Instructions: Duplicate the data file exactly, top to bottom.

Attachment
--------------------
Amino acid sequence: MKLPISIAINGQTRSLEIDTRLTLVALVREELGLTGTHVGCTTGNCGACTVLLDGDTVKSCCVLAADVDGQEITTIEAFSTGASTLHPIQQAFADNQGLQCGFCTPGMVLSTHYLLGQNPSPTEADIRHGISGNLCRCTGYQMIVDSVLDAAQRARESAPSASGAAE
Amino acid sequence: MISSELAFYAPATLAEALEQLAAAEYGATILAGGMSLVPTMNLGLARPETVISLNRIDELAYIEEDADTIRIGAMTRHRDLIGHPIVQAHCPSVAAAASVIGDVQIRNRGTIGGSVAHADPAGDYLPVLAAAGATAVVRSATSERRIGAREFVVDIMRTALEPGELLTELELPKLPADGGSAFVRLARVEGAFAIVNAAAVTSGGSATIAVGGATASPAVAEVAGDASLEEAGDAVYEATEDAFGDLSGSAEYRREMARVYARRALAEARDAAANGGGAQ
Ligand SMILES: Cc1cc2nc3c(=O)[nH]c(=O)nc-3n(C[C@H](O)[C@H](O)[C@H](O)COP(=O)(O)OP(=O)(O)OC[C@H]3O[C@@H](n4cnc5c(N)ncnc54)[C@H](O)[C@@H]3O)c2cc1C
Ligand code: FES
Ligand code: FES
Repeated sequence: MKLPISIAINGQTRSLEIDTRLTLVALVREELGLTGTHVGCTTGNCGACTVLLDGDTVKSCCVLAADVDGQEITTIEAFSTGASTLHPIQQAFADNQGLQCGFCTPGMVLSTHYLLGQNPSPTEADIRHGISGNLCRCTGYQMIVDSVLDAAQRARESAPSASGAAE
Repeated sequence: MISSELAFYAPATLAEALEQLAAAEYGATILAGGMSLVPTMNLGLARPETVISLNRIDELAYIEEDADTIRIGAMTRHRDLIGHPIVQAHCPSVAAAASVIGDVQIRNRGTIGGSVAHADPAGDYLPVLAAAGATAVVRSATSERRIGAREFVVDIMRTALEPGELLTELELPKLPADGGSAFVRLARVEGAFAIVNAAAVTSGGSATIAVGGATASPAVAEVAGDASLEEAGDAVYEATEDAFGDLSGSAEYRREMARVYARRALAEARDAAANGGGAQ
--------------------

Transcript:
Amino acid sequence: MKLPISIAINGQTRSLEIDTRLTLVALVREELGLTGTHVGCTTGNCGACTVLLDGDTVKSCCVLAADVDGQEITTIEAFSTGASTLHPIQQAFADNQGLQCGFCTPGMVLSTHYLLGQNPSPTEADIRHGISGNLCRCTGYQMIVDSVLDAAQRARESAPSASGAAE
Amino acid sequence: MISSELAFYAPATLAEALEQLAAAEYGATILAGGMSLVPTMNLGLARPETVISLNRIDELAYIEEDADTIRIGAMTRHRDLIGHPIVQAHCPSVAAAASVIGDVQIRNRGTIGGSVAHADPAGDYLPVLAAAGATAVVRSATSERRIGAREFVVDIMRTALEPGELLTELELPKLPADGGSAFVRLARVEGAFAIVNAAAVTSGGSATIAVGGATASPAVAEVAGDASLEEAGDAVYEATEDAFGDLSGSAEYRREMARVYARRALAEARDAAANGGGAQ
Ligand SMILES: Cc1cc2nc3c(=O)[nH]c(=O)nc-3n(C[C@H](O)[C@H](O)[C@H](O)COP(=O)(O)OP(=O)(O)OC[C@H]3O[C@@H](n4cnc5c(N)ncnc54)[C@H](O)[C@@H]3O)c2cc1C
Ligand code: FES
Ligand code: FES
Repeated sequence: MKLPISIAINGQTRSLEIDTRLTLVALVREELGLTGTHVGCTTGNCGACTVLLDGDTVKSCCVLAADVDGQEITTIEAFSTGASTLHPIQQAFADNQGLQCGFCTPGMVLSTHYLLGQNPSPTEADIRHGISGNLCRCTGYQMIVDSVLDAAQRARESAPSASGAAE
Repeated sequence: MISSELAFYAPATLAEALEQLAAAEYGATILAGGMSLVPTMNLGLARPETVISLNRIDELAYIEEDADTIRIGAMTRHRDLIGHPIVQAHCPSVAAAASVIGDVQIRNRGTIGGSVAHADPAGDYLPVLAAAGATAVVRSATSERRIGAREFVVDIMRTALEPGELLTELELPKLPADGGSAFVRLARVEGAFAIVNAAAVTSGGSATIAVGGATASPAVAEVAGDASLEEAGDAVYEATEDAFGDLSGSAEYRREMARVYARRALAEARDAAANGGGAQ